Either your love Wes Anderson or you hate him. Actually, I believe there is a secret third category: where you accept him. I’m in that category. By accepting that all of his films from now on are going to contain that symmetry diorama signature style of his, I can now decide whether or not I enjoy the story and characters and sometimes animation (in this case) to say whether I love or hate one of his films. Out of all of Wes Anderson’s filmography, I only can’t stand three of his films. I didn’t care much for The Darjeering Limited. I didn’t care much for Bottle Rocket. And I can’t fucking stand The Life Aquatic with Steve Zissou. Since Darjeering and Life Aquatic came out one after the other with each other, there was a point where I thought he was losing his touch, going the way of M. Night Shyamalan.
But then Fantastic Mr. Fox came out and all was forgiven. My top three favorite films of his are Rushmore, The Royal Tenenbaums, and Fantastic Mr. Fox. ISLE OF DOGS is my very, very strong 4th favorite. (Don’t worry Andersonites, I still have an affinity for Grand Budapest Hotel and Moonrise Kingdom, a strong 5th and 6th). Isle of Dogs only proves beyond a reasonable doubt that after 2 live actions films he should always come back to stop motion animation and give us all a quirky tale with wonderful visual talent. Isle of Dogs story is simple. A dog flu epidemic has hit globally, all dogs have been shipped to this deserted trash island in order for them to live out the rest of the sad days and once they are all dead the virus is gone. A little boy pilot, named Atari Kobayashi hijacks a small personal craft and flies to the island in search of his dog Spots. Once landing, he doesn’t find Spots right off the bat but meets this alpha male dog pack led by Chief, voiced brilliantly by Bryan Cranston. There, Chief and the pack go in search for spots. Meanwhile, on the mainland, Mayor Kobayashi (he is the uncle to small boy), doesn’t want any of the dogs back ever again, even if a cure is found.
If you are a huge Wes Anderson fan and expect that very dry, weird and quirky humor you know all too well from him. It is here and it is here in spades. No disappointment on that front. Also, of course, so is his symmetrical shots and diorama like cinematography. However, while I have come to accept his style over the past several years, sometimes it still annoys me. But with Isle of Dogs, his style only enhances what is on the screen. The stop motion animation is simply beautiful, and Anderson makes sure you are too caught up with the story and characters for any of his visual style to truly take you out of the film (I think his visual style only really took me out of Life Aquatic, Darjeering limited, and parts of Grant Budapest, very small parts of that film).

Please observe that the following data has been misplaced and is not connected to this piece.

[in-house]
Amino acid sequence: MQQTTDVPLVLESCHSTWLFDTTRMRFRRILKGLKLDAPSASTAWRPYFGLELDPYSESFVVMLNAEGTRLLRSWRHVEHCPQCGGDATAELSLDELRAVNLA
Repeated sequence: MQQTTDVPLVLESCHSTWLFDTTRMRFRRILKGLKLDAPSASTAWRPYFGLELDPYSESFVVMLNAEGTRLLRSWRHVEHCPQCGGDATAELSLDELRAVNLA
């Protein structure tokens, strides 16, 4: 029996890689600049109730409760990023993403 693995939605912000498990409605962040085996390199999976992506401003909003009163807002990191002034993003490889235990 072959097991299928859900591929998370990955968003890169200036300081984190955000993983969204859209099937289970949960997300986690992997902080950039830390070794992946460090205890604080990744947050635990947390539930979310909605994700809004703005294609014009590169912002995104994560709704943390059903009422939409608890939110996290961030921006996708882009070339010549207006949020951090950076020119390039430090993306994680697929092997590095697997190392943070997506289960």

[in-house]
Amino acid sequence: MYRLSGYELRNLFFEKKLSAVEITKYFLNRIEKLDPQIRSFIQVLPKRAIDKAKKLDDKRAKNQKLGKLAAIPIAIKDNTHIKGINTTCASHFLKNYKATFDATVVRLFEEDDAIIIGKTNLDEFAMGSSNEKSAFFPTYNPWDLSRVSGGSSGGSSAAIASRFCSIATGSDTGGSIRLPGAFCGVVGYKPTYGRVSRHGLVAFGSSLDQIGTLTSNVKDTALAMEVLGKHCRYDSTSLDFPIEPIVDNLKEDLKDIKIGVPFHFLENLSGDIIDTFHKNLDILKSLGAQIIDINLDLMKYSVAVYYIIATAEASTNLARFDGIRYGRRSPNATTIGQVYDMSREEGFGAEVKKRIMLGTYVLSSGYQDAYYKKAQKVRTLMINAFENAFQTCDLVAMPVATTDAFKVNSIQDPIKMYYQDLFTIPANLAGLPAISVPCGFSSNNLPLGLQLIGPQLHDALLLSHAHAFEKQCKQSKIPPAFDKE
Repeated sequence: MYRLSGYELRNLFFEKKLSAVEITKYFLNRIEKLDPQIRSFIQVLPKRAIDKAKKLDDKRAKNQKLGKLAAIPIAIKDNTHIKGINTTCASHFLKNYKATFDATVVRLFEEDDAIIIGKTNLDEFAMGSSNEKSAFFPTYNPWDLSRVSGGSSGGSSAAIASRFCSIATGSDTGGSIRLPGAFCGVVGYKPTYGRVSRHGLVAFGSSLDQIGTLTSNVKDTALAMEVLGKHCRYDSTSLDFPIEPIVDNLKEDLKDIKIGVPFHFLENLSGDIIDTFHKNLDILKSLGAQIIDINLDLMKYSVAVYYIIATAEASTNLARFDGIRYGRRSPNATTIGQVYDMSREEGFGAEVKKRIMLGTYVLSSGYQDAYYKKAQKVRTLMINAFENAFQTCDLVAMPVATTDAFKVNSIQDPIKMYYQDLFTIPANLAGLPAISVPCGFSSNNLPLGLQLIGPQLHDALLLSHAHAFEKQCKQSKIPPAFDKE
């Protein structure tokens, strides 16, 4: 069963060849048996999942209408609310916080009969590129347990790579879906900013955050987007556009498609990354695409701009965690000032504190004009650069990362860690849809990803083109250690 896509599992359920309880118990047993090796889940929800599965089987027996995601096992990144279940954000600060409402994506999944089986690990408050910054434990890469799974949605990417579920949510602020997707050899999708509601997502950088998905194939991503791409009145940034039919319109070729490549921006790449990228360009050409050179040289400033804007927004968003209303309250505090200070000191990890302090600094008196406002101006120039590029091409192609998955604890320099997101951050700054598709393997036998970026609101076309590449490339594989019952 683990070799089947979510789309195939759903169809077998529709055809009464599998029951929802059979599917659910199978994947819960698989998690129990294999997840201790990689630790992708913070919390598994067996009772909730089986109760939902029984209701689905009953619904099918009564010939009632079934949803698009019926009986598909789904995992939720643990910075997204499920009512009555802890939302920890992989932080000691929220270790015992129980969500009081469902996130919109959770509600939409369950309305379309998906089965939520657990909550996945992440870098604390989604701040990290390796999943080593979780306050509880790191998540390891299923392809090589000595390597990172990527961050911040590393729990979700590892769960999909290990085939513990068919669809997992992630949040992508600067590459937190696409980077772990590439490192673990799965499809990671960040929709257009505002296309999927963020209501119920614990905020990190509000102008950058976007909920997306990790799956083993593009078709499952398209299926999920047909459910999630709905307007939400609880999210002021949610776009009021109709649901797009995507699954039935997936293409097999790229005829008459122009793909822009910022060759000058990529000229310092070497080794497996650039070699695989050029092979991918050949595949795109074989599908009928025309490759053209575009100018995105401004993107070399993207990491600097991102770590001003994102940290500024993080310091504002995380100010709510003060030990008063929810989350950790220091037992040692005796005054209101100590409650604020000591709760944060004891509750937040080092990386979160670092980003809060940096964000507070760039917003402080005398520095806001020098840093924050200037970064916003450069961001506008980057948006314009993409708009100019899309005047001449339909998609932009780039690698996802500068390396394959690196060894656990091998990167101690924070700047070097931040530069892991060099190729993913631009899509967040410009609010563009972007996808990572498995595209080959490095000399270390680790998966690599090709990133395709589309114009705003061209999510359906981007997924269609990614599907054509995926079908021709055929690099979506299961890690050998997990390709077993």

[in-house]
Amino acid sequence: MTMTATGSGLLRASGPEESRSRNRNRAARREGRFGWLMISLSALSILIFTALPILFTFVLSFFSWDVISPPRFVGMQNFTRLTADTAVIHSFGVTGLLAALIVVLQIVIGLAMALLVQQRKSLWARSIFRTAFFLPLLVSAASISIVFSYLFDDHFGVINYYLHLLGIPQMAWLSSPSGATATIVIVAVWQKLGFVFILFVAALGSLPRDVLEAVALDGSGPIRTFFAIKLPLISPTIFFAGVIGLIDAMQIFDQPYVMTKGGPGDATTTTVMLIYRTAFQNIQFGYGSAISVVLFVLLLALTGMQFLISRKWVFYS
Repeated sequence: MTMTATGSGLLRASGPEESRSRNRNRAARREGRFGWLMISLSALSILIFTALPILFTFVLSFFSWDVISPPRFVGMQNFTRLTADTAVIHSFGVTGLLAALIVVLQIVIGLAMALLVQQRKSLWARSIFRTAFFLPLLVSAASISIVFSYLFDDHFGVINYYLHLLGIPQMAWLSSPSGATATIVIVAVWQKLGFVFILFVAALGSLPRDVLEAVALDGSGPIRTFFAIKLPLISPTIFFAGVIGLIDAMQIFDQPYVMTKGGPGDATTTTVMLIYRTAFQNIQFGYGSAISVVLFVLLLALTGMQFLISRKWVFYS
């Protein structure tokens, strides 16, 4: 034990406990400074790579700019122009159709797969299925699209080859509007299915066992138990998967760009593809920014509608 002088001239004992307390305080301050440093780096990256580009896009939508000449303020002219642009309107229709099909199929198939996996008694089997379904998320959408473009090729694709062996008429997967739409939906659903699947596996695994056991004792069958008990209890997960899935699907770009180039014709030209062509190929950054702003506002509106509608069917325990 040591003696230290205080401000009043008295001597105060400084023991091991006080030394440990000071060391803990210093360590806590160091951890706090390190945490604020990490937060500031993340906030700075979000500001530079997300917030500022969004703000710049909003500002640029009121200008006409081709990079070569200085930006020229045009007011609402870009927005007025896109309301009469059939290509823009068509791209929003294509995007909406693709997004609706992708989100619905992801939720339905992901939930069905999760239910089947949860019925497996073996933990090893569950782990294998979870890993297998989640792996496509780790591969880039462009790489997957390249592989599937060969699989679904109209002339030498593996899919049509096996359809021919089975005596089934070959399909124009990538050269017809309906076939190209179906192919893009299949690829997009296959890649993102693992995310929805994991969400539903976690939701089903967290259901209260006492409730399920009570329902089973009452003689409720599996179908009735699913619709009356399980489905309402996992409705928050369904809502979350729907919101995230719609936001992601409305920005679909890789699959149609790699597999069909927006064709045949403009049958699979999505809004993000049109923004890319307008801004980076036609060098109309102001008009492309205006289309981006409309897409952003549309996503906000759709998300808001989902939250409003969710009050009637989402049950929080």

The voice work, story, and characters here win the day. There are too many famous people and too many characters to list here, but Bryan Cranston, Liev Schriber, Scarlett Johansson, Greta Gerwig, and Edward Norton steal the show. The story takes a few nice twists and turns to keep everything lively and the audience on their toes. Is it a family film? With a couple of “bitches” said throughout the film, maybe. But if you are offended by the Peter Rabbit poisoning that human and part of that #ButtHurt brigade, this film isn’t for you. People die and animals die. But it’s the closest family film that Wes Anderson has made yet.
If I get anymore into the film I’m going to spoil it. Let’s just say, if you are a huge Wes Anderson fan and love stop motion animation, with charming characters and a good story. Don’t miss this. I wouldn’t say it is theater essential, but it is a definite much watch for you at some point. One thing is for certain, Wes Anderson is a very talented filmmaker. The only catch is that you have to truly understand him to understand his movies. I came around several years ago and have enjoyed the ride since. If you have never gotten on the ride, this is not likely to change your mind. If you are on the ride, this is a nice big fun roller coaster type exhilarating dip that makes you want to throw your hands up in the air and cheer.